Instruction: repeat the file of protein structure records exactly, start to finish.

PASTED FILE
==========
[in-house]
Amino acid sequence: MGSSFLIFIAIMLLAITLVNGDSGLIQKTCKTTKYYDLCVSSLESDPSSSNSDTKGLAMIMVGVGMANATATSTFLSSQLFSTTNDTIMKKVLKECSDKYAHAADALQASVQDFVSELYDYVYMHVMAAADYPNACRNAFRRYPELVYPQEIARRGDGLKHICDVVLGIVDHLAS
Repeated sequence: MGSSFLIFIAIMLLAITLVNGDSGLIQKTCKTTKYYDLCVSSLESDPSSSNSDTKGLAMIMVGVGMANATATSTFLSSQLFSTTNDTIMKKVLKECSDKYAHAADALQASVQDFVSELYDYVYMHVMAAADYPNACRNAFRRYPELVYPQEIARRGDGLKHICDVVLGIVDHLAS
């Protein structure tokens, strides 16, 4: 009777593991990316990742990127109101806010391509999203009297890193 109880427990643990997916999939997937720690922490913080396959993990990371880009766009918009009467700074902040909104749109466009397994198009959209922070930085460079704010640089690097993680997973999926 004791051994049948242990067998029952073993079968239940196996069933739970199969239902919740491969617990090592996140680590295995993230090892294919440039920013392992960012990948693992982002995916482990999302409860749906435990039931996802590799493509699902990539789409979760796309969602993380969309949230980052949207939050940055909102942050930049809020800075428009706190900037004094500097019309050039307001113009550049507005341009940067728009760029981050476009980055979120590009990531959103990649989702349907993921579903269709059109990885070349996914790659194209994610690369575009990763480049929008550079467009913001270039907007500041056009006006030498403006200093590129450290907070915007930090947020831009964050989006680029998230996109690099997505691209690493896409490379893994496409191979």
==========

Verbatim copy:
[in-house]
Amino acid sequence: MGSSFLIFIAIMLLAITLVNGDSGLIQKTCKTTKYYDLCVSSLESDPSSSNSDTKGLAMIMVGVGMANATATSTFLSSQLFSTTNDTIMKKVLKECSDKYAHAADALQASVQDFVSELYDYVYMHVMAAADYPNACRNAFRRYPELVYPQEIARRGDGLKHICDVVLGIVDHLAS
Repeated sequence: MGSSFLIFIAIMLLAITLVNGDSGLIQKTCKTTKYYDLCVSSLESDPSSSNSDTKGLAMIMVGVGMANATATSTFLSSQLFSTTNDTIMKKVLKECSDKYAHAADALQASVQDFVSELYDYVYMHVMAAADYPNACRNAFRRYPELVYPQEIARRGDGLKHICDVVLGIVDHLAS
């Protein structure tokens, strides 16, 4: 009777593991990316990742990127109101806010391509999203009297890193 109880427990643990997916999939997937720690922490913080396959993990990371880009766009918009009467700074902040909104749109466009397994198009959209922070930085460079704010640089690097993680997973999926 004791051994049948242990067998029952073993079968239940196996069933739970199969239902919740491969617990090592996140680590295995993230090892294919440039920013392992960012990948693992982002995916482990999302409860749906435990039931996802590799493509699902990539789409979760796309969602993380969309949230980052949207939050940055909102942050930049809020800075428009706190900037004094500097019309050039307001113009550049507005341009940067728009760029981050476009980055979120590009990531959103990649989702349907993921579903269709059109990885070349996914790659194209994610690369575009990763480049929008550079467009913001270039907007500041056009006006030498403006200093590129450290907070915007930090947020831009964050989006680029998230996109690099997505691209690493896409490379893994496409191979």